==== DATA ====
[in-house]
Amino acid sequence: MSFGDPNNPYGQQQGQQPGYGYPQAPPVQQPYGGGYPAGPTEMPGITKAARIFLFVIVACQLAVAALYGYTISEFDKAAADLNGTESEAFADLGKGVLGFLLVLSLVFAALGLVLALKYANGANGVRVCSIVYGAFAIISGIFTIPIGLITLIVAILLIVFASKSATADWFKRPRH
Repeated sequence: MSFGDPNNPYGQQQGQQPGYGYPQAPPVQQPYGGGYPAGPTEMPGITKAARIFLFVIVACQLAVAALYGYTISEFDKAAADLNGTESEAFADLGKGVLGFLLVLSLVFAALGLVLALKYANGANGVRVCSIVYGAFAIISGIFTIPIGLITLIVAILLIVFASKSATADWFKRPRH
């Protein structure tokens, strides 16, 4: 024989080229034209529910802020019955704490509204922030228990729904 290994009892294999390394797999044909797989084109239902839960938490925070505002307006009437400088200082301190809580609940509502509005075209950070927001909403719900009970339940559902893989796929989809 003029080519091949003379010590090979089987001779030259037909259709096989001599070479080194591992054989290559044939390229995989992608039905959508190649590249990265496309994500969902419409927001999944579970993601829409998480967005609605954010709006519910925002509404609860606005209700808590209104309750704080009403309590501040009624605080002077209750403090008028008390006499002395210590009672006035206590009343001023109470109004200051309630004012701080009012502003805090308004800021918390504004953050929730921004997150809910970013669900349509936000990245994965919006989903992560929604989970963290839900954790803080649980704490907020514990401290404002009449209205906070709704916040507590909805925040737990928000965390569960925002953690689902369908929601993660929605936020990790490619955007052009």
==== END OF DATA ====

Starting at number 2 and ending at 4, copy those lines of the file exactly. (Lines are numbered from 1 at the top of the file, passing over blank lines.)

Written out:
Amino acid sequence: MSFGDPNNPYGQQQGQQPGYGYPQAPPVQQPYGGGYPAGPTEMPGITKAARIFLFVIVACQLAVAALYGYTISEFDKAAADLNGTESEAFADLGKGVLGFLLVLSLVFAALGLVLALKYANGANGVRVCSIVYGAFAIISGIFTIPIGLITLIVAILLIVFASKSATADWFKRPRH
Repeated sequence: MSFGDPNNPYGQQQGQQPGYGYPQAPPVQQPYGGGYPAGPTEMPGITKAARIFLFVIVACQLAVAALYGYTISEFDKAAADLNGTESEAFADLGKGVLGFLLVLSLVFAALGLVLALKYANGANGVRVCSIVYGAFAIISGIFTIPIGLITLIVAILLIVFASKSATADWFKRPRH
């Protein structure tokens, strides 16, 4: 024989080229034209529910802020019955704490509204922030228990729904 290994009892294999390394797999044909797989084109239902839960938490925070505002307006009437400088200082301190809580609940509502509005075209950070927001909403719900009970339940559902893989796929989809 003029080519091949003379010590090979089987001779030259037909259709096989001599070479080194591992054989290559044939390229995989992608039905959508190649590249990265496309994500969902419409927001999944579970993601829409998480967005609605954010709006519910925002509404609860606005209700808590209104309750704080009403309590501040009624605080002077209750403090008028008390006499002395210590009672006035206590009343001023109470109004200051309630004012701080009012502003805090308004800021918390504004953050929730921004997150809910970013669900349509936000990245994965919006989903992560929604989970963290839900954790803080649980704490907020514990401290404002009449209205906070709704916040507590909805925040737990928000965390569960925002953690689902369908929601993660929605936020990790490619955007052009």